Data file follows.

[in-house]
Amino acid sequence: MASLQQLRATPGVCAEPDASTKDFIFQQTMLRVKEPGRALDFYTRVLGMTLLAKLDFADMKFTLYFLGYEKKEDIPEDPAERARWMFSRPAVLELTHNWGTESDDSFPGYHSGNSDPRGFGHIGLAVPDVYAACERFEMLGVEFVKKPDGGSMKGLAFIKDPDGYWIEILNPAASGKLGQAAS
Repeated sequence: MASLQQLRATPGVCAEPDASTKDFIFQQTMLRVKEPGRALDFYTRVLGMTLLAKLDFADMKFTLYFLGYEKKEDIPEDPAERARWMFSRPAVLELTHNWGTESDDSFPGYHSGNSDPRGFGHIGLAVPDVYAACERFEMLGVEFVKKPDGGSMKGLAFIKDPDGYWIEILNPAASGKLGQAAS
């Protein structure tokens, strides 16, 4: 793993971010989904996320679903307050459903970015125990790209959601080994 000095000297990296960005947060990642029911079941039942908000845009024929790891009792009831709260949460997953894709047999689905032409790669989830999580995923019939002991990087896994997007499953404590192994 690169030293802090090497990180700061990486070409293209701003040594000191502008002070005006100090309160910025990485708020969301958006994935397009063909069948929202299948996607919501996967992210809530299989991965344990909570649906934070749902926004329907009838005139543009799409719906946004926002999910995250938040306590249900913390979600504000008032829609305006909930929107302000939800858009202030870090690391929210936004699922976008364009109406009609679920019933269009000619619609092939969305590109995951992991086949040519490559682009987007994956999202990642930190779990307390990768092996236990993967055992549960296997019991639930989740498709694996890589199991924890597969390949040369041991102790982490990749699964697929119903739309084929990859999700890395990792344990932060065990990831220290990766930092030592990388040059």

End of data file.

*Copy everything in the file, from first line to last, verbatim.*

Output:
[in-house]
Amino acid sequence: MASLQQLRATPGVCAEPDASTKDFIFQQTMLRVKEPGRALDFYTRVLGMTLLAKLDFADMKFTLYFLGYEKKEDIPEDPAERARWMFSRPAVLELTHNWGTESDDSFPGYHSGNSDPRGFGHIGLAVPDVYAACERFEMLGVEFVKKPDGGSMKGLAFIKDPDGYWIEILNPAASGKLGQAAS
Repeated sequence: MASLQQLRATPGVCAEPDASTKDFIFQQTMLRVKEPGRALDFYTRVLGMTLLAKLDFADMKFTLYFLGYEKKEDIPEDPAERARWMFSRPAVLELTHNWGTESDDSFPGYHSGNSDPRGFGHIGLAVPDVYAACERFEMLGVEFVKKPDGGSMKGLAFIKDPDGYWIEILNPAASGKLGQAAS
């Protein structure tokens, strides 16, 4: 793993971010989904996320679903307050459903970015125990790209959601080994 000095000297990296960005947060990642029911079941039942908000845009024929790891009792009831709260949460997953894709047999689905032409790669989830999580995923019939002991990087896994997007499953404590192994 690169030293802090090497990180700061990486070409293209701003040594000191502008002070005006100090309160910025990485708020969301958006994935397009063909069948929202299948996607919501996967992210809530299989991965344990909570649906934070749902926004329907009838005139543009799409719906946004926002999910995250938040306590249900913390979600504000008032829609305006909930929107302000939800858009202030870090690391929210936004699922976008364009109406009609679920019933269009000619619609092939969305590109995951992991086949040519490559682009987007994956999202990642930190779990307390990768092996236990993967055992549960296997019991639930989740498709694996890589199991924890597969390949040369041991102790982490990749699964697929119903739309084929990859999700890395990792344990932060065990990831220290990766930092030592990388040059």